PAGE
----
Luke 2 King James Version (KJV)
2 And it came to pass in those days, that there went out a decree from Caesar Augustus that all the world should be taxed.
2 (And this taxing was first made when Cyrenius was governor of Syria.)
3 And all went to be taxed, every one into his own city.
4 And Joseph also went up from Galilee, out of the city of Nazareth, into Judaea, unto the city of David, which is called Bethlehem; (because he was of the house and lineage of David:)
5 To be taxed with Mary his espoused wife, being great with child.
6 And so it was, that, while they were there, the days were accomplished that she should be delivered.
7 And she brought forth her firstborn son, and wrapped him in swaddling clothes, and laid him in a manger; because there was no room for them in the inn.
8 And there were in the same country shepherds abiding in the field, keeping watch over their flock by night.
9 And, lo, the angel of the Lord came upon them, and the glory of the Lord shone round about them: and they were sore afraid.
10 And the angel said unto them, Fear not: for, behold, I bring you good tidings of great joy, which shall be to all people.
11 For unto you is born this day in the city of David a Saviour, which is Christ the Lord.
12 And this shall be a sign unto you; Ye shall find the babe wrapped in swaddling clothes, lying in a manger.
13 And suddenly there was with the angel a multitude of the heavenly host praising God, and saying,
14 Glory to God in the highest, and on earth peace, good will toward men.
Here is a man who was born in an obscure village as the child of a peasant woman.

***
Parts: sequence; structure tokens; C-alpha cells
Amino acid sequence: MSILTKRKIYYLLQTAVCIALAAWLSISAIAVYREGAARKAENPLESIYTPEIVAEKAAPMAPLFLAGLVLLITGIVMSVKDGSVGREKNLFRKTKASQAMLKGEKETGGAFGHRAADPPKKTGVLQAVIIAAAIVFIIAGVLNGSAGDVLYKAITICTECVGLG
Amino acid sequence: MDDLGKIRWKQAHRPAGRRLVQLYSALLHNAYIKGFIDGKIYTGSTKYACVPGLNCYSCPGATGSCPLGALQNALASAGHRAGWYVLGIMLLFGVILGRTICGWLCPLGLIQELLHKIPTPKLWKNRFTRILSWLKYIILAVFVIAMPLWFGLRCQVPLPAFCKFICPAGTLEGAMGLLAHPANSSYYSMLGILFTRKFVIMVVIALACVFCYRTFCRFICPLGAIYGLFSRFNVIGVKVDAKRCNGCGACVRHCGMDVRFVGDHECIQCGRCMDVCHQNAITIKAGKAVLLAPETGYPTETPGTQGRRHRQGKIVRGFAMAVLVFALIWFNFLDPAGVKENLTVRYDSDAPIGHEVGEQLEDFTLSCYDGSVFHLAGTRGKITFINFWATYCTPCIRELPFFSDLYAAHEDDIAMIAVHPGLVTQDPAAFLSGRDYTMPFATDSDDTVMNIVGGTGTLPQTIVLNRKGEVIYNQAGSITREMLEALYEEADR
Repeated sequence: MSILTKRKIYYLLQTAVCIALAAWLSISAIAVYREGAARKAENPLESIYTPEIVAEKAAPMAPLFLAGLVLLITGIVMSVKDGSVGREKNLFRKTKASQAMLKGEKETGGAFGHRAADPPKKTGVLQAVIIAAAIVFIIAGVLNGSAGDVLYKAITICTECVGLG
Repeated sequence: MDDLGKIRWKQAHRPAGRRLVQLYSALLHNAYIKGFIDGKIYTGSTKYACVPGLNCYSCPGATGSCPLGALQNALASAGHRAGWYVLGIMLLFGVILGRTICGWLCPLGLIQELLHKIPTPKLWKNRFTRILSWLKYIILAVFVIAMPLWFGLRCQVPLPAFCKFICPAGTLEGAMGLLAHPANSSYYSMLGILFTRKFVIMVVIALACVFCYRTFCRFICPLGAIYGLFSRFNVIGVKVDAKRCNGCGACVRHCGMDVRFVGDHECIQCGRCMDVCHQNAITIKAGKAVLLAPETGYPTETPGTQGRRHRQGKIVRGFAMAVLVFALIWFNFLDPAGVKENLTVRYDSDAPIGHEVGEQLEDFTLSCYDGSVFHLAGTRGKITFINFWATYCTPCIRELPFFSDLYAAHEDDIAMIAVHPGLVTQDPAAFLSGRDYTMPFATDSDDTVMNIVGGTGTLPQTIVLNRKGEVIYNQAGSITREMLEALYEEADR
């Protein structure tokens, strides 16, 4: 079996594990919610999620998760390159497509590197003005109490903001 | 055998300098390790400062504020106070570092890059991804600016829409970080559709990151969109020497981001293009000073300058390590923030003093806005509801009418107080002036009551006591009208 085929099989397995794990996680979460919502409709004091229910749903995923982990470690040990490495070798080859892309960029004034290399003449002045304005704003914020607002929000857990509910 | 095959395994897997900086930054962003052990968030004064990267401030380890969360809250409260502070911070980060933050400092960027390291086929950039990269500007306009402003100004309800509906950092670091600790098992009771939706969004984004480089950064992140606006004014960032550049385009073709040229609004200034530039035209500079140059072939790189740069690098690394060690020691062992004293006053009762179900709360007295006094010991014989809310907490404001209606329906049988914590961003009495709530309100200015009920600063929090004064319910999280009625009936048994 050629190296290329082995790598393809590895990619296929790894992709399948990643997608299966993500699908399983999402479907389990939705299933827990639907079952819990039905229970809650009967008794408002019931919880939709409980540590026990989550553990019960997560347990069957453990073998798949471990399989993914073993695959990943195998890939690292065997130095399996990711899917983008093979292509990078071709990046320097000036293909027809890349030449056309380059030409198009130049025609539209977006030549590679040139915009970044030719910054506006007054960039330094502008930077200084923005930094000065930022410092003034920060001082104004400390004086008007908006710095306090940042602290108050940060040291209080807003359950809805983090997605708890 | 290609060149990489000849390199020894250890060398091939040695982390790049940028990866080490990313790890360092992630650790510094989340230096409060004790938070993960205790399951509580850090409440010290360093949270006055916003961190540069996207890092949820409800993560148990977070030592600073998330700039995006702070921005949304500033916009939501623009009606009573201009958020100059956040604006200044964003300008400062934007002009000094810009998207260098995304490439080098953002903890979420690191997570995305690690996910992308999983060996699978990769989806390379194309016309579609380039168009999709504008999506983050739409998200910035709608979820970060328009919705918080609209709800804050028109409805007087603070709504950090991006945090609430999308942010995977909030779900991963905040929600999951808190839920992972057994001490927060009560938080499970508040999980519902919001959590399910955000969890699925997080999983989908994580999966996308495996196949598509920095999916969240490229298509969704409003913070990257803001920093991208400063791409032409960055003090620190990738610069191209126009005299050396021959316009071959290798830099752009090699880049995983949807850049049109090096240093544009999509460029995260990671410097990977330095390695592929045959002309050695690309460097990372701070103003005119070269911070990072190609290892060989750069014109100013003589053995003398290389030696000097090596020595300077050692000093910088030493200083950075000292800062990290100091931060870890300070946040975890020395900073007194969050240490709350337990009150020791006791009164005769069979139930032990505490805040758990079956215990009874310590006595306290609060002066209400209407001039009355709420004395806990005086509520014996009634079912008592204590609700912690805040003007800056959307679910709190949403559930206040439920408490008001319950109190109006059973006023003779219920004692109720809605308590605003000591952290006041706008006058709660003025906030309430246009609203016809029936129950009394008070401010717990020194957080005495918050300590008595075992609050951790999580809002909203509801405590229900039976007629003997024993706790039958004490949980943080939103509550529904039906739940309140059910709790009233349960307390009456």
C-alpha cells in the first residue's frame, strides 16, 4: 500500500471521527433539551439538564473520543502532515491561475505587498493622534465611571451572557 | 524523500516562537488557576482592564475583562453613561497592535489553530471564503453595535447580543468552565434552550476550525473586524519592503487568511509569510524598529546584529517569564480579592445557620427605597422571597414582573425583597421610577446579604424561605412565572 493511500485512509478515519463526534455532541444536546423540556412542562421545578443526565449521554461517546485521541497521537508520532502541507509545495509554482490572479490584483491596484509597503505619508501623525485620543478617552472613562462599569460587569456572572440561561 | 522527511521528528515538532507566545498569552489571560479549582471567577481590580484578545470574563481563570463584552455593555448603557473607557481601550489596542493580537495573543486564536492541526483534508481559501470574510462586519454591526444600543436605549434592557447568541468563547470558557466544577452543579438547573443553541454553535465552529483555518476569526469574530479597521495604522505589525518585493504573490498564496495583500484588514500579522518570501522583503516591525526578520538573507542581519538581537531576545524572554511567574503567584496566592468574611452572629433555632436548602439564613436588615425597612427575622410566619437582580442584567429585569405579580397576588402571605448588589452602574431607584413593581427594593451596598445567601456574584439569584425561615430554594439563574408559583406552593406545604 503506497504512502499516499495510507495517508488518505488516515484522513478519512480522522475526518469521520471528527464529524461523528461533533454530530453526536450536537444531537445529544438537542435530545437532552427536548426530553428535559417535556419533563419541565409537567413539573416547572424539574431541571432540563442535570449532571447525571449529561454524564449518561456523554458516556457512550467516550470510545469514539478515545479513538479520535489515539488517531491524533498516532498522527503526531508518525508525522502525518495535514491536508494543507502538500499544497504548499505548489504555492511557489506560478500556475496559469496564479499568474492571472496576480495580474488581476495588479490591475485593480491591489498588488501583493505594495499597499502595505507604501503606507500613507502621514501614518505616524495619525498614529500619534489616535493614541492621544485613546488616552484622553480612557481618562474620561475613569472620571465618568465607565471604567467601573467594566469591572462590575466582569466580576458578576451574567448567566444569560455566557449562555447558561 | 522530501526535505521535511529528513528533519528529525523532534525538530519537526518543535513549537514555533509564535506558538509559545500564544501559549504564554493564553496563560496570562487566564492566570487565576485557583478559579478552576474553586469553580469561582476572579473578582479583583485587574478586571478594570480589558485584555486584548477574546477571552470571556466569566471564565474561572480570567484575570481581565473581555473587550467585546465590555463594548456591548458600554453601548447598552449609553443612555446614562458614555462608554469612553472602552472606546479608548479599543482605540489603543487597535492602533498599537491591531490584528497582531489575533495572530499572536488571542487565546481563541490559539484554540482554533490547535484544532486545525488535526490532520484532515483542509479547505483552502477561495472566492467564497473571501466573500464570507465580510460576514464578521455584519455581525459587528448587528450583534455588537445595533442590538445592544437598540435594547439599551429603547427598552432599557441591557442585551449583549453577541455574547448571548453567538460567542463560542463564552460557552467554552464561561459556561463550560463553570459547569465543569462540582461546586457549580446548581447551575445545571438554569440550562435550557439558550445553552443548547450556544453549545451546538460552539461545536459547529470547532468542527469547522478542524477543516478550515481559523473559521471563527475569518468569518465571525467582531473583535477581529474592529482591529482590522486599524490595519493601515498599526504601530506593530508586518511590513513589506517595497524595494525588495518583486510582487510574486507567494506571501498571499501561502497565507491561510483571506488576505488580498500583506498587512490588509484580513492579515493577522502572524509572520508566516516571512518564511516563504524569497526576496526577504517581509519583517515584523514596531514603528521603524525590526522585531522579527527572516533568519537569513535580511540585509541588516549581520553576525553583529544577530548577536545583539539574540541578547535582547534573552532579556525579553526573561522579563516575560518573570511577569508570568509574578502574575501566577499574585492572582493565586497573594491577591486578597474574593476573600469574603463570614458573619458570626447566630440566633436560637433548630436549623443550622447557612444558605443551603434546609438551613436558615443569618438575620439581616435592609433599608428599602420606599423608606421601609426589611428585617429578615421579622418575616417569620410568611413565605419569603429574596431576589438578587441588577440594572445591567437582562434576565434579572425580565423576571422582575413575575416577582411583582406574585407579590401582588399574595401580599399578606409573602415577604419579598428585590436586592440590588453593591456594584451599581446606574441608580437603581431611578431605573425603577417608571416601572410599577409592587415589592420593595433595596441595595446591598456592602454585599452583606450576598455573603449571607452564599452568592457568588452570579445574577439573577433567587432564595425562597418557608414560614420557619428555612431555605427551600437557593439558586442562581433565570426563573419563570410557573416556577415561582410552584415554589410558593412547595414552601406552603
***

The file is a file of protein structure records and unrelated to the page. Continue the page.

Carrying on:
He grew up in another obscure village.
He worked in a carpenter shop until he was thirty and then for three years was an itinerant preacher.
He never wrote a book.
He never held an office.
He never owned a home.
He never had a family.
He never went to college.
[Excepting Jerusalem] He never put his foot inside a big city.
He never traveled two hundred miles from the place where he was born.
He never did one of the things that usually accompany greatness.
He had no credentials but himself…
While still a young man the tide of popular opinion turned against him.
His friends ran away.
One of them denied him.
Another betrayed him.
He was turned over to his enemies.
He went through the mockery of a trial.
He was nailed upon the cross between two thieves.
His executioners gambled for the only piece of property he had on earth while he was
dying, and that was his coat.
When he was dead, he was taken down and laid in a borrowed grave through the pity of a friend.
Nineteen wide centuries have come and gone and today he is the center of the human race and the leader of the column of progress.
I am far within the mark when I say that all the armies that ever marched, and all the navies that were ever built, and all the parliaments that ever sat and all the kings that ever reigned, put together, have not affected the life of man upon the earth as powerfully as has this one solitary life.